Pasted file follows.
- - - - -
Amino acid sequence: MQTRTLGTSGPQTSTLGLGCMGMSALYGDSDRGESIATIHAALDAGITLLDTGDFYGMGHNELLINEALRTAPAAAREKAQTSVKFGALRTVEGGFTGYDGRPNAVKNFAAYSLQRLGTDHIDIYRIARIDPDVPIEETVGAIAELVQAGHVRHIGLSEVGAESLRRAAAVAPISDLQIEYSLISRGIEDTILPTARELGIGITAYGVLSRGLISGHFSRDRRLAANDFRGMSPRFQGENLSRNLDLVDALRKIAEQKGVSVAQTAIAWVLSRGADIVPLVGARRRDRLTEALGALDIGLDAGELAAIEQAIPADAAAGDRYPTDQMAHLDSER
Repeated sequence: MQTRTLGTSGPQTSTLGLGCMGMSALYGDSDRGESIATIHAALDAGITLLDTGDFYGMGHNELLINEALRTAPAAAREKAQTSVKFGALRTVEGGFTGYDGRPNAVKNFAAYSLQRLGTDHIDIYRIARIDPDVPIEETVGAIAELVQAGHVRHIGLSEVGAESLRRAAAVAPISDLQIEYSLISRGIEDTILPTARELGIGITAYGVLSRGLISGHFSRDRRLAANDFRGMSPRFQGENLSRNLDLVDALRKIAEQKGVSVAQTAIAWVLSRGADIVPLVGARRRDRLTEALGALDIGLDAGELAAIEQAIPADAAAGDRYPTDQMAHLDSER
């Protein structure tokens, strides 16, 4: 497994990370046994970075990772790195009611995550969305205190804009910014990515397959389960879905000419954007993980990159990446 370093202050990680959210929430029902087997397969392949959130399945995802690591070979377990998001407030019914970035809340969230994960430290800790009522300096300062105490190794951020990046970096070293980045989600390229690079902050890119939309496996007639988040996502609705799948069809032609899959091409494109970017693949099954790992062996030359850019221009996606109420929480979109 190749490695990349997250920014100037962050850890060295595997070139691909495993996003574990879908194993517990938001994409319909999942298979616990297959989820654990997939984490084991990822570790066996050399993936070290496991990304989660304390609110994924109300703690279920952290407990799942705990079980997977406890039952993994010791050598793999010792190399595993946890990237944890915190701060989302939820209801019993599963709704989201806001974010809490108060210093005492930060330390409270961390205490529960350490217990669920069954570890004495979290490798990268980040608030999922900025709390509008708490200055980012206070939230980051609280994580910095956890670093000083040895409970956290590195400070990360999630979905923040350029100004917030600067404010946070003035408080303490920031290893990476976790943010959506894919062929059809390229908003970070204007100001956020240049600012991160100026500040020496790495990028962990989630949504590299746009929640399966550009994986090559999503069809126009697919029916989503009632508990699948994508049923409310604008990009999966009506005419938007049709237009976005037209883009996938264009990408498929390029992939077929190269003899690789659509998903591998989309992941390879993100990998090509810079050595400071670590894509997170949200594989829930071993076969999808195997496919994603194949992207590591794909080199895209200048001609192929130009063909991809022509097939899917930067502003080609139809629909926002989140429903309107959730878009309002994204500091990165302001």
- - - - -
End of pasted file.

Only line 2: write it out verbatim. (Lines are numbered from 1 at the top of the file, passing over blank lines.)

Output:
Repeated sequence: MQTRTLGTSGPQTSTLGLGCMGMSALYGDSDRGESIATIHAALDAGITLLDTGDFYGMGHNELLINEALRTAPAAAREKAQTSVKFGALRTVEGGFTGYDGRPNAVKNFAAYSLQRLGTDHIDIYRIARIDPDVPIEETVGAIAELVQAGHVRHIGLSEVGAESLRRAAAVAPISDLQIEYSLISRGIEDTILPTARELGIGITAYGVLSRGLISGHFSRDRRLAANDFRGMSPRFQGENLSRNLDLVDALRKIAEQKGVSVAQTAIAWVLSRGADIVPLVGARRRDRLTEALGALDIGLDAGELAAIEQAIPADAAAGDRYPTDQMAHLDSER